Hey there, time traveller!
This article was published 21/10/2012 (1347 days ago), so information in it may no longer be current.
Do you ever wake up in the morning, turn on the weather channel and notice the temperatures shown at The Forks are often several degrees warmer than those at the airport?
You wouldn't think an area's climate would change over six kilometres, but it turns out that annually, the average overnight low at The Forks is -0.7 C while at the airport it is almost three degrees colder at -3.4 C. On sunny summer days, the temperature variation between the downtown and the outskirts of the city can reach six or seven degrees Celsius.
The answer to this puzzle is something called the 'urban heat island effect.' As the name suggests, cities are literally islands of heat. A Google Earth view of downtown shows a landscape of black roofs, asphalt streets and concrete sidewalks. These impervious materials absorb and store the sun's energy, releasing it back into the air as heat. Natural landscapes of soil and vegetation trap moisture and use the sun's energy for evaporation, releasing water vapour that cools the air.
For much of the year, heat islands can negatively impact human comfort in the city. This can affect urban vibrancy, commercial activity, public health and air quality while increasing direct energy costs for building owners.
The solution to these issues is to introduce the moderating effect of natural elements back into the urban landscape. Many cities around the world are promoting vegetated or 'green' roofs as a way of managing the quality of their urban environments. Green roofs not only contribute to regulating the microclimate, their social benefits include the reintroduction of habitat for birds and insects, the absorption of pollutants in the air, improved aesthetics and civic image as well as the provision of active public green space.
Modern, lightweight green-roof systems are as little as 15 centimetres deep, appropriate for grasses and lower plantings that can be economically included as part of a new building design or retrofitted onto an existing structure. Costs can be offset for building owners in the long term, because green roofs often last 50 or 60 years, up to three times longer than a typical roof. They also provide significant cooling properties in the summer and improved insulation in the winter, reducing energy demand throughout the year.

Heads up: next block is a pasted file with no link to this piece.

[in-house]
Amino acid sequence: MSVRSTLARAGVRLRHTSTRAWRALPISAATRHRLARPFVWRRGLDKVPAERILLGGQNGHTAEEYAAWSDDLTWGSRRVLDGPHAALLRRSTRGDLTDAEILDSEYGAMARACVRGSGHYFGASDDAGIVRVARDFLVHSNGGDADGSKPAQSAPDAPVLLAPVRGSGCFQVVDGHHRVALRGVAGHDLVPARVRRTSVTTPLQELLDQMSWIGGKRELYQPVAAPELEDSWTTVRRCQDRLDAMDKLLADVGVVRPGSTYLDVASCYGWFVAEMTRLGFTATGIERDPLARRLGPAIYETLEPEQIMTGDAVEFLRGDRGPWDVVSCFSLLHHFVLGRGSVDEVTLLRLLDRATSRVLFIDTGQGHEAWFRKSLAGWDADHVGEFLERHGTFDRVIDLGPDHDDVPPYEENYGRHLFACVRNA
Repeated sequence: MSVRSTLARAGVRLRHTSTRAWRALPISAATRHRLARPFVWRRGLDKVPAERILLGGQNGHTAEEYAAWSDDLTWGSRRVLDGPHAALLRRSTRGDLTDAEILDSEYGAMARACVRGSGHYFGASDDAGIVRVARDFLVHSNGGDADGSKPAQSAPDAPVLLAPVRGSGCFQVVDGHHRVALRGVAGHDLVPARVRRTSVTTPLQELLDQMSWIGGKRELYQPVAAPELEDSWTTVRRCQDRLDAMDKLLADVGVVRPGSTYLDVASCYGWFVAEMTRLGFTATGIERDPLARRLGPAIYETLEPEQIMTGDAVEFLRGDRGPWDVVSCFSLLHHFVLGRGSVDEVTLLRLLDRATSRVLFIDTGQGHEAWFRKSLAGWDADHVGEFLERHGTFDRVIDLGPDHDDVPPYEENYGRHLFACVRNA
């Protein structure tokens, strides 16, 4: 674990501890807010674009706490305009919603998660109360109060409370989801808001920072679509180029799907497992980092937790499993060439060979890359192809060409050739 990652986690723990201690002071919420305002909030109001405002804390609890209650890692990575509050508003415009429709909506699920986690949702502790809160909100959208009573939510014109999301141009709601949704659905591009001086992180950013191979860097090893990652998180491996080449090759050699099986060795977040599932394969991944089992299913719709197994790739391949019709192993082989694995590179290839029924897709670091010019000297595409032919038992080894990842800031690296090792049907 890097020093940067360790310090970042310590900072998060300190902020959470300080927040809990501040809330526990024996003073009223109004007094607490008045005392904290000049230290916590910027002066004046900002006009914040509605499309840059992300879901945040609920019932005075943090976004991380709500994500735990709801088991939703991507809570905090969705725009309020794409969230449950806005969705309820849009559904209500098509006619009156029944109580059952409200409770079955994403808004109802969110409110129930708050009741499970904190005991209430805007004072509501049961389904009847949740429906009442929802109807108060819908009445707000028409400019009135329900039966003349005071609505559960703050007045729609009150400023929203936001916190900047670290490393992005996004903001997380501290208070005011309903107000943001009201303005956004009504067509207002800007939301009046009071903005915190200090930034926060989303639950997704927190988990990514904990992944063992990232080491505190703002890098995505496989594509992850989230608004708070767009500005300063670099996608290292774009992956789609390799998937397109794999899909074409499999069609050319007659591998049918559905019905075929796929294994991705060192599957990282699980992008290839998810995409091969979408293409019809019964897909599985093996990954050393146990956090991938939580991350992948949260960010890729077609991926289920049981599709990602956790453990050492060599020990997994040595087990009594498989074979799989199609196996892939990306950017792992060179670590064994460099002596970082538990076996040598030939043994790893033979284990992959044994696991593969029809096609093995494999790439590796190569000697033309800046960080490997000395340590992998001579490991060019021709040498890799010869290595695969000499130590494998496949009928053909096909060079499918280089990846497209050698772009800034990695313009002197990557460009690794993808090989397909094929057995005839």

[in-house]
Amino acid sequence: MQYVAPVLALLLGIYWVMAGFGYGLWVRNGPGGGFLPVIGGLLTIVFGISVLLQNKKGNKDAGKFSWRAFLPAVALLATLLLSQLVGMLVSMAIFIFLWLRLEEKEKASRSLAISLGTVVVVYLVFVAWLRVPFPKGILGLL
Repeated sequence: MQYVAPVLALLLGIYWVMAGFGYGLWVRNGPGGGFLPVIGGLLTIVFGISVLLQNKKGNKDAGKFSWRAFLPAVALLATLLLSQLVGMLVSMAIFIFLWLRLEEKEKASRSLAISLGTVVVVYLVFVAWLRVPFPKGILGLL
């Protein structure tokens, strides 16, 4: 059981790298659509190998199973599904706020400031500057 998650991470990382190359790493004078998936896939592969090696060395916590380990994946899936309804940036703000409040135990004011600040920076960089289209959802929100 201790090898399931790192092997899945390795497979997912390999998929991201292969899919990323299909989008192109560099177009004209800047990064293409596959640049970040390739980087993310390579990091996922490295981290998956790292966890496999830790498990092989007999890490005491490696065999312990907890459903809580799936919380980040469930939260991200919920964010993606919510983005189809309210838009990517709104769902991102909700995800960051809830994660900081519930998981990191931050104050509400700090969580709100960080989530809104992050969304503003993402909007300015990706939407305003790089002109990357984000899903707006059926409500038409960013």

In 2003, a study done by the Centre for Indigenous Environmental Resources (CIER) evaluated the benefits of green-roof construction in downtown Winnipeg. Its most significant conclusion was the ability of green roofs to absorb and hold rainwater could make them part of a creative solution to an acute infrastructure challenge facing the city in the coming decades.
Almost 40 per cent of Winnipeg is serviced by a combined sewer system. Found in areas of the city developed before 1960, including all of downtown, combined sewers collect rainwater runoff and the sewage from buildings in a single pipe, which then flows to a treatment facility before being sent into the rivers. During a heavy rainfall or snowmelt, water volumes can exceed the system's capacity, resulting in an increased risk of basement flooding and the discharge of overflow raw sewage directly into the river system. On average, this occurs 18 times per year and results in more than two million litres of untreated sewage being dumped into the Lake Winnipeg watershed annually. The cost of replacing Winnipeg's 1,300 kilometres of combined sewer lines with a two-pipe system would be up to $3 billion.
Instead of shedding runoff into the civic infrastructure, green roofs have the capacity to store nearly 100 per cent of their rainwater, reducing overall volumes in the system. The CIER report used the Assiniboine district (Memorial Boulevard to Main Street and Portage Avenue to the Assiniboine River) as a case study to determine what effects the construction of green roofs would have on stormwater management in a combined sewer-line area.
The results of the study showed if 50 per cent of flat-roof buildings in the neighbourhood were vegetated, overflow volumes into the river would be reduced by 44 per cent every year. When combined with a cost-effective system of increasing storage capacity in the existing infrastructure, the large-scale implementation of green roofs in the city could eliminate overflow events and the need to spend billions of tax dollars replacing the single-pipe system.
In 2010, Toronto became the first city in North America to enact a green-roof bylaw. Green roofs are now required for all new buildings more than 2,000 square metres in area, covering up to 60 per cent of the roof. An incentive program has also been developed to retrofit existing buildings. The result has been more than 100,000 square metres (one million square feet) of green roofs being installed in each of the last two years in that jurisdiction.
In Winnipeg, small installations are happening throughout the city, including at the Qualico Family Centre, Manitoba Hydro Place, Millennium Library Park, Mountain Equipment Co-op and soon the Union Bank Tower. To significantly affect stormwater management in the combined sewer areas of our city however, we will need to develop a holistic plan that follows Toronto's success in finding visionary solutions with greater public benefit than the traditional response of simply building bigger pipes.
A progressive green-roof bylaw and incentive program could be an intelligent investment of tax dollars that makes a meaningful contribution to solving our problems below ground while at the same time enhancing our urban environment above ground.
Brent Bellamy is senior design architect for Number Ten Architectural Group.